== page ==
The Gift of Listening

With so many things competing for our time and attention, how many of us moms are struggling with really listening to our kids? Our guest writer today, Renee Swope, gives us some great insight into this common issue and helps us understand the importance of this gift. We hope you’ll enjoy hearing her wisdom.

I heard my husband, J.J. calling our thirteen-year-old dachshund, Chelsea, to come get her treat. It was part of his night time ritual of luring her to the back door and then to her doggie bed in our laundry room.

Daisy, our beagle, was already in the backyard doing her business, anticipating the reward of a doggy biscuit if she obediently came back and went to her bed.

J.J.  eventually gave up and went looking for Chelsea who was sound asleep in her favorite chair in our den. When J.J. and the boys came upstairs, I asked if they thought Chelsea had “selective hearing” because she didn’t want to go to bed or if she was going deaf. I had a feeling it was the latter. We reminisced about how Chelsea used to hear and bark at everything from the ice maker in our kitchen to the wind blowing leaves outside.

A few minutes later, my then eight-year-old, Andrew, came to me with a concerned look and said, “Mom, I hope you don’t go deaf like Chelsea when you get old.”

I laughed and told him it might be nice if I can’t hear everything when I’m as old as Chelsea since she gets more sleep than I do and doesn’t hear us laughing at her. My lighthearted response didn’t wipe the concern off Andrew’s face, so I asked why he was concerned. And he answered without hesitation, “Well, sometimes you don’t hear me now. Like when you’re on the computer and I ask you a question, sometimes you don’t hear me.”

I had no idea Andrew thought I couldn’t hear him, and his response almost plunged me into a “bad mom” moment. Memories of recent times I’d heard him but didn’t listen because I was deeply distracted flashed back in my mind.

Although I was tempted to define those moment with shame and guilt, I decided to apologize instead. I pulled Andrew close and told him I was sorry for not listening sometimes. I didn’t want him to fear old age could make it worse, so I explained that me being on the computer was like him watching playing a video game and how it’s like he is in another world and can’t hear me calling him for dinner. He nodded with a smile, and I could see his concern fade.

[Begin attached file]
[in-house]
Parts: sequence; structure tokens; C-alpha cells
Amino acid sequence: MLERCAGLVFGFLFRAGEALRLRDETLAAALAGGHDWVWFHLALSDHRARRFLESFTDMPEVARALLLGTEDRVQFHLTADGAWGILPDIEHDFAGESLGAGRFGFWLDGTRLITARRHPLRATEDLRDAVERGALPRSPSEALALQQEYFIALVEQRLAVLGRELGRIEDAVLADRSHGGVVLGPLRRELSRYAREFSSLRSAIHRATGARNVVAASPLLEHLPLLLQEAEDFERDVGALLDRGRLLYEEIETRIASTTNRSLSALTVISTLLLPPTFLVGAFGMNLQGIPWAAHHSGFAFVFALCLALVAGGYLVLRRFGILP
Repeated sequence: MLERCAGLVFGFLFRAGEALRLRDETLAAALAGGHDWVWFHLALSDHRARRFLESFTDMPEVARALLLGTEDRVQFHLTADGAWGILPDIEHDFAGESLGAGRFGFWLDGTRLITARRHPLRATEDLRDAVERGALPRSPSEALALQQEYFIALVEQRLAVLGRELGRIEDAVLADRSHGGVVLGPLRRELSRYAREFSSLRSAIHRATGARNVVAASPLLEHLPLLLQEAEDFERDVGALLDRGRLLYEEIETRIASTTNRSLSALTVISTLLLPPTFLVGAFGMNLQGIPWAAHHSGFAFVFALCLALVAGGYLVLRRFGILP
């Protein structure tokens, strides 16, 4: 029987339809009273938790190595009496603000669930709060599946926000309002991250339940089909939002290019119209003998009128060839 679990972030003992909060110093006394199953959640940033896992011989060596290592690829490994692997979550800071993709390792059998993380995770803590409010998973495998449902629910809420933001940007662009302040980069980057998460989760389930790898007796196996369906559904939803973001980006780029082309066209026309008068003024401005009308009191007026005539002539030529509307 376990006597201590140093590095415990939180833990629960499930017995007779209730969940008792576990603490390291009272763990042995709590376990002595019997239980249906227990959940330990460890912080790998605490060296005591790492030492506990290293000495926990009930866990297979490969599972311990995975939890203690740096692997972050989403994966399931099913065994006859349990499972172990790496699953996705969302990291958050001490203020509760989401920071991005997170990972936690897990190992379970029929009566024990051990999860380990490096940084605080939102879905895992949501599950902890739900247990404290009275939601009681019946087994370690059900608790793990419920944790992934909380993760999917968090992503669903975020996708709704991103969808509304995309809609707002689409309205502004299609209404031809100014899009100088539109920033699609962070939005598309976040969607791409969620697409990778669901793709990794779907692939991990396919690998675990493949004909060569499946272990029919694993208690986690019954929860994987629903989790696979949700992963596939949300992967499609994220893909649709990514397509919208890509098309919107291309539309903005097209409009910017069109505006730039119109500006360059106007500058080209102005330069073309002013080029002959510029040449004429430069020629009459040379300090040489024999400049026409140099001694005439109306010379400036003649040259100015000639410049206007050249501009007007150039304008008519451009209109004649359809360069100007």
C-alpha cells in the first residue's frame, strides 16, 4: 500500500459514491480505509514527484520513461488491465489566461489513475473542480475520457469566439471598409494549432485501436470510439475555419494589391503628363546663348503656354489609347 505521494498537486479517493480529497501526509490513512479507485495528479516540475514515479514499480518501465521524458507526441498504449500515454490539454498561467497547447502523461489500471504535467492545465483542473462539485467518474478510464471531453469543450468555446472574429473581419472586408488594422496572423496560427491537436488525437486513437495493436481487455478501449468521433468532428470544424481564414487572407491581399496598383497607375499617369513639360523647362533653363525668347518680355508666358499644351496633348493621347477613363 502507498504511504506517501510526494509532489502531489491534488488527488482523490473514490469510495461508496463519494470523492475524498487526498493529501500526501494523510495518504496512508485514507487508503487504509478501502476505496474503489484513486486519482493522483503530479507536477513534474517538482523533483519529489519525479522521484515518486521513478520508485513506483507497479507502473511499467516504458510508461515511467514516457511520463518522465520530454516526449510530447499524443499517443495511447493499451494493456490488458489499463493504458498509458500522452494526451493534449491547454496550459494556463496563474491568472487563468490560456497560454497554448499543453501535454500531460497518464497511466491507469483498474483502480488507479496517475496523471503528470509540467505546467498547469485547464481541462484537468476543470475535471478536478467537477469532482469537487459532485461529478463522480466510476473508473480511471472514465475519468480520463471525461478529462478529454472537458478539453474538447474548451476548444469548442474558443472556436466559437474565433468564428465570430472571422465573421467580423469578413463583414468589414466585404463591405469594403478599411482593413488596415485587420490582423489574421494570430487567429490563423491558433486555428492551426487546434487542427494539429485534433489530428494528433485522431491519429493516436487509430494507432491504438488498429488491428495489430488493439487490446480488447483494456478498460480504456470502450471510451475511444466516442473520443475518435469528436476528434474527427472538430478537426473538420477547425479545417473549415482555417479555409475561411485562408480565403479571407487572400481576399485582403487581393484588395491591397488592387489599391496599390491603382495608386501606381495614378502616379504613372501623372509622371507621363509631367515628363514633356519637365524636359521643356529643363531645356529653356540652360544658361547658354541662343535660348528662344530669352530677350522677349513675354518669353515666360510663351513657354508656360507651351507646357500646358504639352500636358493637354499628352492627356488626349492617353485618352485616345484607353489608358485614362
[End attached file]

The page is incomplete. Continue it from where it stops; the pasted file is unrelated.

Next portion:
My example helped him understand, but I didn’t want it to become an excuse to make me feel better. So, I made him a promise I hoped I could keep: “Andrew, I’m sorry. Will you forgive me for not listening sometimes? You’re more important than anything I do on the computer or on my phone. What you have to say matters to me. And I’m going to try really hard to stop what I am doing when you come to me, look away from my screen and listen to what you’re saying.”

Psalm 17:6 reminds me of our human longing to be heard:

I am praying to you because I know you will answer, O God. Bend down and listen as I pray. (NLT)

In the same way we go to God because we want Him to listen and answer us, our children come to us because they want to be listened to and heard. Being heard gives them a sense of connectedness, which every child craves and needs.

That night God showed me a valuable gift He offers me and wants me to give my children: the gift of listening. I give it each time I simply stop what I’m doing and turn my full attention to them when they want to talk to me.

The Bible offers the wonderful listening advice: “Everyone should be quick to listen, [and] slow to speak” (James 1:19). This verse encourages me to really listen by leaning in and hearing what our kids have to say, instead of thinking about or interrupting with what we want to say next.

In our culture of constant contact through texts, social media, cell phones, apps, and multiple devices, our attention is divided, and our focus is easily shifted away from those who are in the room with us. Our children need to know they are worth more than the screens in our hands and the competing thoughts in our heads. We don’t need to let them dominate our attention all the time, but when we listen with our whole heart on a regular basis, we give our children a deep sense of value and we develop a heart-connection with them will last long into their adult years.

This article was adapted from A Confident Mom: Simple Ways to Give Your Child What They Need Most, by Renee Swope


Simple Ways to Give Your Child the Gift of Listening

  • Stop what you are going and give your undivided attention
  • Silence our cell phone.
  • Make and keep eye contact.
  • Lean in and make sure nonverbal cues communicate you are paying attention.
  • Pray as you listen. Ask God to give us wisdom to process oyur child’s spoken and unspoken thoughts and concerns.
  • Empathize with their feelings and emotions.
  • Let the interaction be about them.
  • Don’t be afraid to laugh, cry, celebrate, or be still with them.
  • Even if your child lets you down, still lean in and listen with appreciation for one of God’s unique children.

From Renee’s new book, A Confident Mom



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2 thoughts on “The Gift of Listening”

  1. Hi Jeannette,

    I’m so glad this encouraged you. I completely understand the struggle and I have to work on listening, too. I hope those simple ideas at the end are extra helpful! :)

  2. Thank you ! I really needed to hear this ! Just yesterday my husband reminded me that I interrupted our child while he was speaking and didn’t let him be heard. I know I really need to work on this area of my life. Thank you so much for sharing your insights. They are very helpful!

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